"In 1917 at age 49, Page wrote the American's Creed as a submission to a nationwide patriotic contest, the goal of which was to have a concise but complete statement of American political faith. Drawing on a wide variety of historical documents and speeches, including the Declaration of Independence, the Preamble to the U.S. Constitution, Lincoln's Gettysburg Address, and others, he crafted a simple yet profoundly moving expression of American patriotism.

"His submission was chosen above more than 3000 others. On April 3, 1918 it was accepted by the U.S. House of Representatives, on behalf of the American people. Today it also often comprises part of the Naturalization Ceremony for new Americans."

And more:

"In 1919 Page was elected Clerk of the House of Representatives, and later Emeritus Minority Clerk, a post he maintained for the remainder of his life. He was highly respected by members of both major parties throughout his service, as a principled gentleman whose patriotism was inspirational and whose love of America was unquestioned.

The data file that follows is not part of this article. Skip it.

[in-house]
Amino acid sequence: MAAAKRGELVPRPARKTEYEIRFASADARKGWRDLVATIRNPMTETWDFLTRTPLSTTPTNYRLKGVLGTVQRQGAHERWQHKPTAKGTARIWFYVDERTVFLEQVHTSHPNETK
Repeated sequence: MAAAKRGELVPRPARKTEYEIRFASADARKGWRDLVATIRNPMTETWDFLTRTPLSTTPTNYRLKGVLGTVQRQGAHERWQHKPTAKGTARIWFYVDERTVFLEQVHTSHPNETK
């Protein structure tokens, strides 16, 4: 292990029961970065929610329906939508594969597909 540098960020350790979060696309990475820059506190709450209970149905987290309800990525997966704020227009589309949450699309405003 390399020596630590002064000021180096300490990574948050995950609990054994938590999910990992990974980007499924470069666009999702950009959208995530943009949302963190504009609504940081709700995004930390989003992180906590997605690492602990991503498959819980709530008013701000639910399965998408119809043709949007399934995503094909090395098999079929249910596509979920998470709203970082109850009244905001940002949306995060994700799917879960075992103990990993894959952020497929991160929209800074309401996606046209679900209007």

"Page died on October 19, 1942, after serving his country his entire adult life, humbly but always proudly. The House of Representatives adjourned the following day in his honor.

"For many years, Page had served as the President General of the United States Flag Association. The night before his death, he gave an address to the Daughters of the American Revolution on the Golden (50th) Anniversary of the Pledge of Allegiance to the American Flag. The last picture taken of him shows him with his hand over his heart, gazing at the symbol of the country he loved."


I wouldn't know this if I hadn't run across a scan I made two years ago of a calendar I bought an antique store. Seems the right day to pass it along.

Happy Fourth, everyone!



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